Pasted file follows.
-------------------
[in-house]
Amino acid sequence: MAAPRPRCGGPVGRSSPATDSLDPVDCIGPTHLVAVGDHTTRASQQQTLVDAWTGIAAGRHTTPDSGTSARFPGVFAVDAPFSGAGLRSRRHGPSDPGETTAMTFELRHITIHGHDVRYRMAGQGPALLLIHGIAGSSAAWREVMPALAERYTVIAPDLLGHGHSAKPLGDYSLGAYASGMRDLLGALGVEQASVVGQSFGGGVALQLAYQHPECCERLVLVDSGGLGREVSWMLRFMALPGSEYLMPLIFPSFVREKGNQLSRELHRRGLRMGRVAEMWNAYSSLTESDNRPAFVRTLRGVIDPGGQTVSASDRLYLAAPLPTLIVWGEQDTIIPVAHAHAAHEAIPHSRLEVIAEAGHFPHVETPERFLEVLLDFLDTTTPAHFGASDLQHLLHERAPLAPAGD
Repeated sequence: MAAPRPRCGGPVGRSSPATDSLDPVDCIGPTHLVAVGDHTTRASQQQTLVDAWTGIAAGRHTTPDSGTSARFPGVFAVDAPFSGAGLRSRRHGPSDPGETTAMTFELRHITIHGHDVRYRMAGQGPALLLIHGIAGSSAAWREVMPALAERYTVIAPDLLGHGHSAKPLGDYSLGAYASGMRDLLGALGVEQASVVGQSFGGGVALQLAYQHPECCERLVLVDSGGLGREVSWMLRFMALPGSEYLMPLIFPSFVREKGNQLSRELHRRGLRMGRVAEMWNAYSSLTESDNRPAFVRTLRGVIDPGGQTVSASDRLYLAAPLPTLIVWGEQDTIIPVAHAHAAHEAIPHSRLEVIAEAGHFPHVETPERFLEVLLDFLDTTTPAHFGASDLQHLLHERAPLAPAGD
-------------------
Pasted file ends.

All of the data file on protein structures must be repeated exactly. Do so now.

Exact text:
[in-house]
Amino acid sequence: MAAPRPRCGGPVGRSSPATDSLDPVDCIGPTHLVAVGDHTTRASQQQTLVDAWTGIAAGRHTTPDSGTSARFPGVFAVDAPFSGAGLRSRRHGPSDPGETTAMTFELRHITIHGHDVRYRMAGQGPALLLIHGIAGSSAAWREVMPALAERYTVIAPDLLGHGHSAKPLGDYSLGAYASGMRDLLGALGVEQASVVGQSFGGGVALQLAYQHPECCERLVLVDSGGLGREVSWMLRFMALPGSEYLMPLIFPSFVREKGNQLSRELHRRGLRMGRVAEMWNAYSSLTESDNRPAFVRTLRGVIDPGGQTVSASDRLYLAAPLPTLIVWGEQDTIIPVAHAHAAHEAIPHSRLEVIAEAGHFPHVETPERFLEVLLDFLDTTTPAHFGASDLQHLLHERAPLAPAGD
Repeated sequence: MAAPRPRCGGPVGRSSPATDSLDPVDCIGPTHLVAVGDHTTRASQQQTLVDAWTGIAAGRHTTPDSGTSARFPGVFAVDAPFSGAGLRSRRHGPSDPGETTAMTFELRHITIHGHDVRYRMAGQGPALLLIHGIAGSSAAWREVMPALAERYTVIAPDLLGHGHSAKPLGDYSLGAYASGMRDLLGALGVEQASVVGQSFGGGVALQLAYQHPECCERLVLVDSGGLGREVSWMLRFMALPGSEYLMPLIFPSFVREKGNQLSRELHRRGLRMGRVAEMWNAYSSLTESDNRPAFVRTLRGVIDPGGQTVSASDRLYLAAPLPTLIVWGEQDTIIPVAHAHAAHEAIPHSRLEVIAEAGHFPHVETPERFLEVLLDFLDTTTPAHFGASDLQHLLHERAPLAPAGD